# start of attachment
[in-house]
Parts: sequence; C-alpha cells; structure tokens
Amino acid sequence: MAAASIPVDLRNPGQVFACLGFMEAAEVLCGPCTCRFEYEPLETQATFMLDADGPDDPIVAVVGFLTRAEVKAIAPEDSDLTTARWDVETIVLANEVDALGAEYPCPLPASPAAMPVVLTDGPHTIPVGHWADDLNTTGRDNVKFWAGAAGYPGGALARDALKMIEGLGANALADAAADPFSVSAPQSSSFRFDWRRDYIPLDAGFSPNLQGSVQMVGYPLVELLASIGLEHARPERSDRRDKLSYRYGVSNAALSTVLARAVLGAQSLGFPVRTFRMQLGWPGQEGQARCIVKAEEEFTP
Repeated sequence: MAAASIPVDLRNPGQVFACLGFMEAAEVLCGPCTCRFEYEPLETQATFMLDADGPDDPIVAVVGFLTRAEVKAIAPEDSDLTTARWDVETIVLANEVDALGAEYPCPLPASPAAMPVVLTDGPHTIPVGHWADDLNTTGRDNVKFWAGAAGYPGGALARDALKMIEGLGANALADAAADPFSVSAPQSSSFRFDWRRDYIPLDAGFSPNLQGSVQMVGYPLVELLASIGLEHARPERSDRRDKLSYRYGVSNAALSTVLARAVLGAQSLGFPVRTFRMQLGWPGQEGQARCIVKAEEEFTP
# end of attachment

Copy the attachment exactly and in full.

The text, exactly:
[in-house]
Parts: sequence; C-alpha cells; structure tokens
Amino acid sequence: MAAASIPVDLRNPGQVFACLGFMEAAEVLCGPCTCRFEYEPLETQATFMLDADGPDDPIVAVVGFLTRAEVKAIAPEDSDLTTARWDVETIVLANEVDALGAEYPCPLPASPAAMPVVLTDGPHTIPVGHWADDLNTTGRDNVKFWAGAAGYPGGALARDALKMIEGLGANALADAAADPFSVSAPQSSSFRFDWRRDYIPLDAGFSPNLQGSVQMVGYPLVELLASIGLEHARPERSDRRDKLSYRYGVSNAALSTVLARAVLGAQSLGFPVRTFRMQLGWPGQEGQARCIVKAEEEFTP
Repeated sequence: MAAASIPVDLRNPGQVFACLGFMEAAEVLCGPCTCRFEYEPLETQATFMLDADGPDDPIVAVVGFLTRAEVKAIAPEDSDLTTARWDVETIVLANEVDALGAEYPCPLPASPAAMPVVLTDGPHTIPVGHWADDLNTTGRDNVKFWAGAAGYPGGALARDALKMIEGLGANALADAAADPFSVSAPQSSSFRFDWRRDYIPLDAGFSPNLQGSVQMVGYPLVELLASIGLEHARPERSDRRDKLSYRYGVSNAALSTVLARAVLGAQSLGFPVRTFRMQLGWPGQEGQARCIVKAEEEFTP